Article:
Opening a small package in the FreeFall mail I was immediately enchanted by the little book that came out. The cover a textured white stock with embossed shoe prints wandering around the grey title plate, literally tracks in a snowy white background, how wonderful. I ran my fingertips over the textured surface embracing the promise of an absorbing experience with the enclosed poetry. The decoration continued inside with a single snowflake dangling at the end of a dotted white line on a black page, how elegant. The decoration continues throughout the volume with wintery scenes that say so much in their sparse nakedness. Seth has decorated this volume beautifully, I can’t wait to discover the poetry enclosed. It is everything that my tactile sense wants in a book. I’m now off to explore the contents.

Another publisher and book design teacher told me a few weeks back, upon seeing this volume, that no one has done design work like this on a trade poetry book in Canada since the 1940s. It remains to be seen if the extra details will help to sell any more copies: it is painfully hard to even get many independents to stock poetry these days, let alone at Chapters or Indigo. But it seems to be helping in getting people to pick it up. That, at least, is a small victory.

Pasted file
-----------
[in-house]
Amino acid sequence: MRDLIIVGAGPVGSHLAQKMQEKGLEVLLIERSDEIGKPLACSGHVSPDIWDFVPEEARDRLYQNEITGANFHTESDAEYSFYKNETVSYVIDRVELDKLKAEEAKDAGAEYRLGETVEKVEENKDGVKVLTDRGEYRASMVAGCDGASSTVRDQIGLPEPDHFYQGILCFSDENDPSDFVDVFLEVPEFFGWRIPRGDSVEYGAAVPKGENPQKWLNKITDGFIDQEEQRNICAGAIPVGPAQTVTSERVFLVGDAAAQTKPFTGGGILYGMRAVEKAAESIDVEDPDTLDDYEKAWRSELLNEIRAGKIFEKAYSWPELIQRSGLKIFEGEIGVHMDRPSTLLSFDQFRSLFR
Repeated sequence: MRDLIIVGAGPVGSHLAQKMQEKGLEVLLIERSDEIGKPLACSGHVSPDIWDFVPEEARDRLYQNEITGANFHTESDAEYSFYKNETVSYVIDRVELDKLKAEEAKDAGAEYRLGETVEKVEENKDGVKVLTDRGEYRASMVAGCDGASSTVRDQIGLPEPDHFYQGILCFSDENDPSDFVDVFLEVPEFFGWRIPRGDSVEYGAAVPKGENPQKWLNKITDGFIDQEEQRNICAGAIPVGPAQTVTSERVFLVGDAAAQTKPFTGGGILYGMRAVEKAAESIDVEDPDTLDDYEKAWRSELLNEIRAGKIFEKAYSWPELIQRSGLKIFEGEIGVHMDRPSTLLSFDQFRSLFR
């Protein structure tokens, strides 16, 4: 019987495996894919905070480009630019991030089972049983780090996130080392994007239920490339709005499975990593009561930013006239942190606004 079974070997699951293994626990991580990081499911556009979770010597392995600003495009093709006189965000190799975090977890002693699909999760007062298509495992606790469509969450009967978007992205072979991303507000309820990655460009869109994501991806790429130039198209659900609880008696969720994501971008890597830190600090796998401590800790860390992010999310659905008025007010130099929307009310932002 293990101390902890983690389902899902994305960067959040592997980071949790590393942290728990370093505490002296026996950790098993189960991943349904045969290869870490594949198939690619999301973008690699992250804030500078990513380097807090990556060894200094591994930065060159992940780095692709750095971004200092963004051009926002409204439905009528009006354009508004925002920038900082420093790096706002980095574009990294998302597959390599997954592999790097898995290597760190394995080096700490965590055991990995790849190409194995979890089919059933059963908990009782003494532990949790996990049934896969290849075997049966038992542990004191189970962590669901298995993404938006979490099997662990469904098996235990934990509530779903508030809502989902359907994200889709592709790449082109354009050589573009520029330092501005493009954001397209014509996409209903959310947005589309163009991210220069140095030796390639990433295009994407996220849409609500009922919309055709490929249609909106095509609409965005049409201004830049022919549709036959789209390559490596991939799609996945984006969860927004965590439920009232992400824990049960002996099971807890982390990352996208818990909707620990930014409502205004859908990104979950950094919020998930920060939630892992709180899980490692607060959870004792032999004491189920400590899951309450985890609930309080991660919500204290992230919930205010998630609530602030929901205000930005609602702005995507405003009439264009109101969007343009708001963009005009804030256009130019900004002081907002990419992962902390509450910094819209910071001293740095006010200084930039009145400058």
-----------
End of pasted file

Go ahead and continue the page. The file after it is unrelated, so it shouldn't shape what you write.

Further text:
Wednesday, November 18, 2009

Zach Wells Reading: Collected Works Edition

Last Saturday Zach Wells read at Collected Works in Ottawa, a well attended event where he recorded his reading. You can listen to it here.

Monday, November 09, 2009

Vermeersch on Track & Trace

from Paul Vermeersch's blog: